So, I logged onto my wordpress reader for the first time in ages & started reading the posts written by some of my favorite bloggers. One of them mentioned that he had been challenged by another blogger to identify his "literary canon." I found this intriguing - and it begged the question - what is a personal canon? If we assume that:

 

"The term “literary canon” refers to a body of books, narratives and other texts considered to be the most important and influential of a particular time period or place. Take a 19th century American literature course, for instance."

 

Then a personal canon would be: a body of books, narratives and other texts considered to be the most important and influential to me. I googled "personal canon" and found a number of posts written by bloggers - many of whom are pretty obviously far more intellectual than I am - that described their personal canons. I thought that was a pretty cool idea, so I started thinking about mine.

 

This is likely to be an ongoing project - I'm going to set up a page to collect my "Canon" posts, and write some argumentative posts where I identify a book/author for canon and go through an identification of why I am or am not going to include the book in MR's Personal Canon. At the outset, there will be some low-hanging fruit that I can easily identify (including the four authors listed above - I'll get to those amazing women in a moment). I'm also going to work on identifying some elements or questions to consult when I am working out whether or not something gets the imprimatur of canon from me. 

 

As a starting place, I've selected four works that are clearly part of my personal canon:

 

1. Jane Eyre - Michael Mason,Charlotte Brontë: One of the elements of canon that I intend to adopt is "personal importance." Identifying a book based upon a high level of personal importance means that it is a book that I strongly remember reading in the past, and that has been influential in some way. While Jane Eyre is widely considered to be a well-written book, a book that receives a high score on the personal importance element need not necessarily be well-written or well-regarded. Just important to me.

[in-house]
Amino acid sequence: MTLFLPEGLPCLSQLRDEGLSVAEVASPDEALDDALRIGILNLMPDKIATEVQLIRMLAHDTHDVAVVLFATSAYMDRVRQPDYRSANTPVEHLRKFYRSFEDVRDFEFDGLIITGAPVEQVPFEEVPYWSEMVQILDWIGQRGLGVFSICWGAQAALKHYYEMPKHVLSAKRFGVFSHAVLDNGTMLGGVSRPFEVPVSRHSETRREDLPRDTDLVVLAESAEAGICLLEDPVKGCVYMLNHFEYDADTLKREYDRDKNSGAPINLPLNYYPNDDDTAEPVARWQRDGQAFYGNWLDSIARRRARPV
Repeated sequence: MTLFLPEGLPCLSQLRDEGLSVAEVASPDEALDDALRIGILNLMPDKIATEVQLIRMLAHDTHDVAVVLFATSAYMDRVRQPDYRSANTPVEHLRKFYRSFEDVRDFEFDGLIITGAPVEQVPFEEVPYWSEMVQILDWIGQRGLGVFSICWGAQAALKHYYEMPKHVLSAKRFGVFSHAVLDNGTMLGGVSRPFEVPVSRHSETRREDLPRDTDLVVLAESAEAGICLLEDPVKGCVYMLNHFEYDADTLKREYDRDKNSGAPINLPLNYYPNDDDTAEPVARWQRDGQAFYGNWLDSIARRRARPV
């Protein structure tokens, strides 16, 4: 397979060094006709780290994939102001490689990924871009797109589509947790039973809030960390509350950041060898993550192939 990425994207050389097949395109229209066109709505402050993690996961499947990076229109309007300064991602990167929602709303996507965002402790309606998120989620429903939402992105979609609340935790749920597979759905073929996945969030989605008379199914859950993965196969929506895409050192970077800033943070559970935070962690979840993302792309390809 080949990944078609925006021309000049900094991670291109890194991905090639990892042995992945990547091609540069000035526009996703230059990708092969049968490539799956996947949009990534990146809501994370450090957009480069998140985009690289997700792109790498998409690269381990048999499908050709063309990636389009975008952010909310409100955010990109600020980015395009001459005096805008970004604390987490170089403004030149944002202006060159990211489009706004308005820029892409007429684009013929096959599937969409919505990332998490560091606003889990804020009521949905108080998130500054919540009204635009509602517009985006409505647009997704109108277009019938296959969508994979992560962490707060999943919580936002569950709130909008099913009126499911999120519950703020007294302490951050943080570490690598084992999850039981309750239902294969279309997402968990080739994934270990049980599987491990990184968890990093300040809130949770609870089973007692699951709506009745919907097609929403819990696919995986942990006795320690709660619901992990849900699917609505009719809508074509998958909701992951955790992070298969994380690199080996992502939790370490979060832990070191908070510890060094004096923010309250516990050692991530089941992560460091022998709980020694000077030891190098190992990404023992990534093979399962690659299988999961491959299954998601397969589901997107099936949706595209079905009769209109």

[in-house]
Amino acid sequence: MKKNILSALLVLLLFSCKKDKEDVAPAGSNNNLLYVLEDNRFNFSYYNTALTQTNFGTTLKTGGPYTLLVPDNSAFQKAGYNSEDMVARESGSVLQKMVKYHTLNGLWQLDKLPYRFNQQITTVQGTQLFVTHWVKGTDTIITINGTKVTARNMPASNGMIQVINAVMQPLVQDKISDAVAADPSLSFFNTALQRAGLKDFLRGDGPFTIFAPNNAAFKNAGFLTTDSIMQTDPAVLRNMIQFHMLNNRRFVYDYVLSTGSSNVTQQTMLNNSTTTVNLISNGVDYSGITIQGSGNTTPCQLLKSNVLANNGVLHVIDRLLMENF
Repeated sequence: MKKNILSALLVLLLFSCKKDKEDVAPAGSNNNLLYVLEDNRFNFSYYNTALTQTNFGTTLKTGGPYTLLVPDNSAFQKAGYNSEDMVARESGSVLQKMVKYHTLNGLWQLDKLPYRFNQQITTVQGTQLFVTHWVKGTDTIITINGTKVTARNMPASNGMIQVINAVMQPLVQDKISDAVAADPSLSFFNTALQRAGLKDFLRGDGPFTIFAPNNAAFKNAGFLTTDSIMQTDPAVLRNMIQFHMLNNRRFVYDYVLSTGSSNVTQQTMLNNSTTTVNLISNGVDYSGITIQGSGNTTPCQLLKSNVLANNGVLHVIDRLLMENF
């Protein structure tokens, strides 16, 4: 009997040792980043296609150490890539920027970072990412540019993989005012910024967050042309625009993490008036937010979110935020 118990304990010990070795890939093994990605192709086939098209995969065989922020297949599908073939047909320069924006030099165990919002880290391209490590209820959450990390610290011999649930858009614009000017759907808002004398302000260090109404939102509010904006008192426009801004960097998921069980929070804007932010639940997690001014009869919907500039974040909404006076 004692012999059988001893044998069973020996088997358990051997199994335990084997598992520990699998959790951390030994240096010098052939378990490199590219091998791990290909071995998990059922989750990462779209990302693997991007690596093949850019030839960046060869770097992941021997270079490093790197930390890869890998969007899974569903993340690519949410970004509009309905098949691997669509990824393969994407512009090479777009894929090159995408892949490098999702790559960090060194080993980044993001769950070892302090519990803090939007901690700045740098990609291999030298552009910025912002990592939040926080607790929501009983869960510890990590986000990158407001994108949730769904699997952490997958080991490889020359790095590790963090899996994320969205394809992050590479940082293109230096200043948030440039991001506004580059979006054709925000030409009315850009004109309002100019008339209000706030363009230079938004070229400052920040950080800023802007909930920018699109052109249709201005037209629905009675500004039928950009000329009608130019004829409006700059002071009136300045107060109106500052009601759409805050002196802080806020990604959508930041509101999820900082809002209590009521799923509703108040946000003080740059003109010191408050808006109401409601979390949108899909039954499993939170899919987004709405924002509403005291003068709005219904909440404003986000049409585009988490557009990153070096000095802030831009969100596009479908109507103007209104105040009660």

2. Pride and Prejudice (Penguin Classics) - Vivien Jones,Tony Tanner,Claire Lamont,Jane Austen: Another element of canon relates to "rereadability." In order to qualify as re-readable, a book needs to have some resonance that draws me back to the book. Pride and Prejudice is a book that I have reread more times than I can count. It is unlikely that a book will make it into my personal canon unless I have read the book more than once. Probably even more than twice. 

 

3. The Song of the Lark - Willa Cather: Related to re-readability is the quality of the book or the author being horizon-broadening in some sense. It needs to be something that enriches my life or perspective. Willa Cather scores very high on this element for me - I find her writing to be near perfect, and the ground-breaking nature of her writing as an American woman writing about the American west, has been a personal touchstone.

 

4. The House of Mirth - Edith Wharton: The last thing I can think of right now is thematic importance, especially as the themes relate to feminism, womanhood, and issues of equality. I would imagine that my canon will be heavy on women writers, because those are the writers to whom I gravitate. 

 

While the four books that I've mentioned so far are undeniably classics, not all books in my personal canon will be classics. I suspect that A Wrinkle in Time will make it in there, as will all of Harry Potter. On the other hand, Ernest Hemingway and F. Scott Fitzgerald will be conspicuously absent, as those two authors leave me entirely cold, although they might prominently appear in someone else's canon.

 

Do you have a personal canon? What books do you think you would put on your list?